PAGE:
What seemed like a peaceful eternity passed. Coming out of a deep slumber I became aware of the lid of the box lifting, and I saw warm, welcoming skies above me. Without hesitation I flew up and out of the box to find yet another garden. This one was filled with other butterflies, all swooping and soaring around the flowers.
“Where have you been?” they asked. “How did you get here?”
“I overslept, and I don’t know how I got here. Do you believe in miracles?”
“Why are you late?
My mother said that almost every time I walked in the door. Sometimes I was down the street at a friend’s house. His family had the first television on the block. Mickey Mouse Club came on at 4 p.m., and was an hour long. The first half was singing, dancing and acting silly. It was all right. I was too young to appreciate fully Annette Funicello at that time. When I was older she became Annette Full of Jello and much more fascinating. The second half was a serial. My favorite was Spin and Marty, two boys at a summer camp. Spin was a city street kid, and Marty was a naïve rich kid. At first they didn’t like each other, but by the third season they were buddies. As soon as the final song–“MIC, see you real soon, KEY, Why? Because we love you”—finished I was supposed to be out the door and headed home. In the winter the sky was getting dark at that time of time. Everyone knew if you were caught outside after dark, something terrible was going to happen.
The only situation worse was to be out of the house in the dark and dark clouds rumbled with thunder and lightning. My brother was bringing me home from the movies. He always resented having to pick me up places. It cut into his cruising time up and down the main drag of down. On the average I’d have to wait about thirty minutes on the street outside the theater. When I decided to start walking home, he became even madder I wasn’t where I was supposed to be.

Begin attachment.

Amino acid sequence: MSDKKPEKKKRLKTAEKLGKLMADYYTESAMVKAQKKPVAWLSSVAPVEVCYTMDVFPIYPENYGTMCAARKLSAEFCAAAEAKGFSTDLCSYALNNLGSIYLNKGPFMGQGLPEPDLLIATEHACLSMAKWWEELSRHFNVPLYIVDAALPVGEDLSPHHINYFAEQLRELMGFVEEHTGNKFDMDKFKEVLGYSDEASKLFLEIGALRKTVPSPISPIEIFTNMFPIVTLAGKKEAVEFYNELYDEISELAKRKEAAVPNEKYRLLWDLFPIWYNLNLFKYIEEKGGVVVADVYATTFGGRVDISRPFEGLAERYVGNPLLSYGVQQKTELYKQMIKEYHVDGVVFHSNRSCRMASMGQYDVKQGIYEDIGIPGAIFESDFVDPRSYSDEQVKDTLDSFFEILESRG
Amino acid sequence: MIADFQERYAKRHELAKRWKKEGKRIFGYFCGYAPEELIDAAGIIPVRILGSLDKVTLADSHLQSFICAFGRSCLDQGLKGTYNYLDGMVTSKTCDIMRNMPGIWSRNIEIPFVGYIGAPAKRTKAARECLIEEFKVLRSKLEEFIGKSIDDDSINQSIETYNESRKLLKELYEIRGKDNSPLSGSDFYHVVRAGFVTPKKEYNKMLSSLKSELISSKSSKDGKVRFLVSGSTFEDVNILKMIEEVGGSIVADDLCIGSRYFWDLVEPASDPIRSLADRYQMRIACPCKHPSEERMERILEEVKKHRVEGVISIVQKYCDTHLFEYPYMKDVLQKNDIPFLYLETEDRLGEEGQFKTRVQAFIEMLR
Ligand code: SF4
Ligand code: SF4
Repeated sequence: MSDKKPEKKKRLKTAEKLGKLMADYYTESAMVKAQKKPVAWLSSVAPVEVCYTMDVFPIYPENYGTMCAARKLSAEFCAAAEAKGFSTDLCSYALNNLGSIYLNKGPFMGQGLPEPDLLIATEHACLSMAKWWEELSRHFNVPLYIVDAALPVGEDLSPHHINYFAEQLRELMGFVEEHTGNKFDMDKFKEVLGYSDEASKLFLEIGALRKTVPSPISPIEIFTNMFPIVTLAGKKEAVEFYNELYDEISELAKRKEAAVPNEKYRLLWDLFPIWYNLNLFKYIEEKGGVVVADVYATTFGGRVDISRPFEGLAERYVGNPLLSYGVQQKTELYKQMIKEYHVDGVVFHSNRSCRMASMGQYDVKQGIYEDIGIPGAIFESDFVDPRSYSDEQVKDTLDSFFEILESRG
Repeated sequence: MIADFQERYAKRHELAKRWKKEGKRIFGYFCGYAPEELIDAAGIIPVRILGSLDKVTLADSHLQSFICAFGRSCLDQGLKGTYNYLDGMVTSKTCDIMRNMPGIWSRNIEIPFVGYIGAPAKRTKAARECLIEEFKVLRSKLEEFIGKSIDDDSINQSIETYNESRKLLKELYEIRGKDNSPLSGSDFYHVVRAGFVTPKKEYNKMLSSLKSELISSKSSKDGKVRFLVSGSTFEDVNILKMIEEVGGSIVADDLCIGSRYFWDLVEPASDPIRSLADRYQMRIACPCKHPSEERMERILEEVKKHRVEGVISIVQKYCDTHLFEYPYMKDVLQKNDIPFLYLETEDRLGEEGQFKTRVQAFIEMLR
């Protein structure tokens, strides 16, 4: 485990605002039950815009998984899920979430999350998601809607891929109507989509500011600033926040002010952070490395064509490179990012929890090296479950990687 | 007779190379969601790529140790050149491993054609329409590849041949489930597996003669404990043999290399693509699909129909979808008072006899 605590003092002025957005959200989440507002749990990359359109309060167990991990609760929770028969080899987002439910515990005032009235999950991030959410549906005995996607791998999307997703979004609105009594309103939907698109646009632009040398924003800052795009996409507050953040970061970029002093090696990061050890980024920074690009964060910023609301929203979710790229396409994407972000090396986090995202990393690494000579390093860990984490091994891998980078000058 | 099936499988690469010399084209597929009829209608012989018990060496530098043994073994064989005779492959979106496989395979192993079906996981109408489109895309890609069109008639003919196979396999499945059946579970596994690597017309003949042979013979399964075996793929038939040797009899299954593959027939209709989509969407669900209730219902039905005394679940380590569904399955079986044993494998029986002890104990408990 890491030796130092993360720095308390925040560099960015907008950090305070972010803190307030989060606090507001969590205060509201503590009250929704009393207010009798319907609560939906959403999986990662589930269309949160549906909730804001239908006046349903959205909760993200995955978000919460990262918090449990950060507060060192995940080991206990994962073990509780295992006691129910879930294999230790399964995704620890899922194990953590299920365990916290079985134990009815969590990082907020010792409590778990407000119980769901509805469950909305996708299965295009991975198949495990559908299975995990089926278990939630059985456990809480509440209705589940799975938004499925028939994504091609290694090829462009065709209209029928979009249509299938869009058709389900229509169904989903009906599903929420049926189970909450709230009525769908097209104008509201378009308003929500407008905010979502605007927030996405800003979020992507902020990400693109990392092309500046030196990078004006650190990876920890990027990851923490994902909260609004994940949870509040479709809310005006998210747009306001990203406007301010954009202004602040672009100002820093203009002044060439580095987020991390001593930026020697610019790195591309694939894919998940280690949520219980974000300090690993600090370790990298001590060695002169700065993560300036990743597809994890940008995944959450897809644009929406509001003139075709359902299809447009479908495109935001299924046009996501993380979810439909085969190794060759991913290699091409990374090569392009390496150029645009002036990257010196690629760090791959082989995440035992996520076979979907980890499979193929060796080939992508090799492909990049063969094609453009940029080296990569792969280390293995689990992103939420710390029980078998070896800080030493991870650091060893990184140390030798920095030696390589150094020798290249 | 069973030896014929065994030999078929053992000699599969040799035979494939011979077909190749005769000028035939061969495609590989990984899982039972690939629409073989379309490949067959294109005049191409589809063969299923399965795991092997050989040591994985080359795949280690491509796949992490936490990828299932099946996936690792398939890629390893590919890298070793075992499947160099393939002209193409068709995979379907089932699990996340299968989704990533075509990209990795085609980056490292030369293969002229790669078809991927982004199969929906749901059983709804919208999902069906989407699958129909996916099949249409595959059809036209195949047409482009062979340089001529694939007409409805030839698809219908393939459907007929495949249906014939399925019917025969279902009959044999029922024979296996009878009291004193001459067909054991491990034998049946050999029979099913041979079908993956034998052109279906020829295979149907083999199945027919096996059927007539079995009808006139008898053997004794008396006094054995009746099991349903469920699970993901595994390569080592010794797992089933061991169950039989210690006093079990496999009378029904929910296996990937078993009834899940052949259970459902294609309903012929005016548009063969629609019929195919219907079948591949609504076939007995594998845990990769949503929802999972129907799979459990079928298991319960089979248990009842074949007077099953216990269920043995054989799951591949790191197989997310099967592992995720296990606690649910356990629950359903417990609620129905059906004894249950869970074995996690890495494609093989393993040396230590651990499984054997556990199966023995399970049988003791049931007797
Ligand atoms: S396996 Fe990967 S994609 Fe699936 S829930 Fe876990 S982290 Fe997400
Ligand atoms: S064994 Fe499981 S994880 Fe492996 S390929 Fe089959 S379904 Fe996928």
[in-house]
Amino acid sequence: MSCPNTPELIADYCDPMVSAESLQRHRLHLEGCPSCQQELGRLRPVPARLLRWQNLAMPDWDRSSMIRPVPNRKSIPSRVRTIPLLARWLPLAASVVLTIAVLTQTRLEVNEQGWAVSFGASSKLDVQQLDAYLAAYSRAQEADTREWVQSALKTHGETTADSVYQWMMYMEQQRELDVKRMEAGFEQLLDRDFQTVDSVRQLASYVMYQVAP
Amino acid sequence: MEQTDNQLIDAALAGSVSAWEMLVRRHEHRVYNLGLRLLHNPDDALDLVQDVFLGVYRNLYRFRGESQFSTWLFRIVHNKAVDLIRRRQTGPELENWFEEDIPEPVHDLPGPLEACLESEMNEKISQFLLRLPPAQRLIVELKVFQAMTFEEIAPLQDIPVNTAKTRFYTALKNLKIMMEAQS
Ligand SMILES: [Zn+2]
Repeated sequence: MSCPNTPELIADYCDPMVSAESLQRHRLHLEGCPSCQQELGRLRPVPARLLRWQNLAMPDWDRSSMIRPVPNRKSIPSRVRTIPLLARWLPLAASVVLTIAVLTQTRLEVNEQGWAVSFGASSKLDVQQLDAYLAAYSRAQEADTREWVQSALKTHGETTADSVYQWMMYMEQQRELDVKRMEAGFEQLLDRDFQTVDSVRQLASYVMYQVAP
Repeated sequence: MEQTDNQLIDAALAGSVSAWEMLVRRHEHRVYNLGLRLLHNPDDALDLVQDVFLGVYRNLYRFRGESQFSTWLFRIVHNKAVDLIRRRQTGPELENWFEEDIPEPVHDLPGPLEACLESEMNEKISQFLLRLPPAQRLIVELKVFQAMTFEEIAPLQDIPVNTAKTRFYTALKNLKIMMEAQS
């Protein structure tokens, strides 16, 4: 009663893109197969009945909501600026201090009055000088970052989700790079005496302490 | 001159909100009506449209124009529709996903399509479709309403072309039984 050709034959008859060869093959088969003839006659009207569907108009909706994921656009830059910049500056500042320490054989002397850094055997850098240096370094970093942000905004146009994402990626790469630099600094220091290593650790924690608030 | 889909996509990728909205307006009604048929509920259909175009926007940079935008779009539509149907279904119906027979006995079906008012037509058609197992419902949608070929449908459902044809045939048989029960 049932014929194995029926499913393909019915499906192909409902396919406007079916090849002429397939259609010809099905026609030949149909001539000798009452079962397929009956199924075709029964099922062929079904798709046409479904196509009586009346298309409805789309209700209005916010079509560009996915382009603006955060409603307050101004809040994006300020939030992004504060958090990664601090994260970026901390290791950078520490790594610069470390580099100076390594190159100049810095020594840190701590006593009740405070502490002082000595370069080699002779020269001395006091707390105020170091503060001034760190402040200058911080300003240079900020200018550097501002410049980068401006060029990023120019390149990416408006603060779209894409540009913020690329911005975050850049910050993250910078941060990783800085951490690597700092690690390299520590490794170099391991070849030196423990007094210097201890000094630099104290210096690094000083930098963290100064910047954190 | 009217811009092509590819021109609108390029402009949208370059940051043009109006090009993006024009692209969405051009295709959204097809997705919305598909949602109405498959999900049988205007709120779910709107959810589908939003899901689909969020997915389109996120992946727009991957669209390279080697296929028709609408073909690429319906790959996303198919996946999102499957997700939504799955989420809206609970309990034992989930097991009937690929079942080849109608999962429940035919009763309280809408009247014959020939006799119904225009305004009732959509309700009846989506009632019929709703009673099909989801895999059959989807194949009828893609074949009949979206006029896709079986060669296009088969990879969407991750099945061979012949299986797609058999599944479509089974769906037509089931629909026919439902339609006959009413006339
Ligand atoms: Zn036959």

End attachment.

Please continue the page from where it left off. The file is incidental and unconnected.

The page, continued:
“Why are you late? Didn’t you see the clouds in the sky? Didn’t you realize it was about to rain?” my mother said with a particularly angry exasperation.
Yes, I knew it was about to rain. I knew she was going to be hysterical, but there wasn’t much I could do about it since my brother continued to scour Main Street for a girl desperate enough to go out with him. Of course, I would never get away with saying that so I instead went into my sniveling little coward role and whined, “I’m sorry.” I suspected she gave up her tirade because she didn’t want to listen to me whimper. On the other hand, my brother jutted his chin up and out as he walked right past Mother without acknowledging her.
As a child I seriously debated myself whether I wished to bother to try to date when I was a teen-ager. The appeal of the young ladies hardly seemed worth the inquisition. If my brother came in after ten o’clock, she would greet him at the front door with her hands on her hips. She knew the movie downtown never let out after nine o’clock. You could drive a young lady home anywhere in town and still be home by ten.
“Why are you late?”
He tried to ignore as was his custom, but she blocked his path. Squinting she pushed her nose into his face.
“Let me smell your breath.”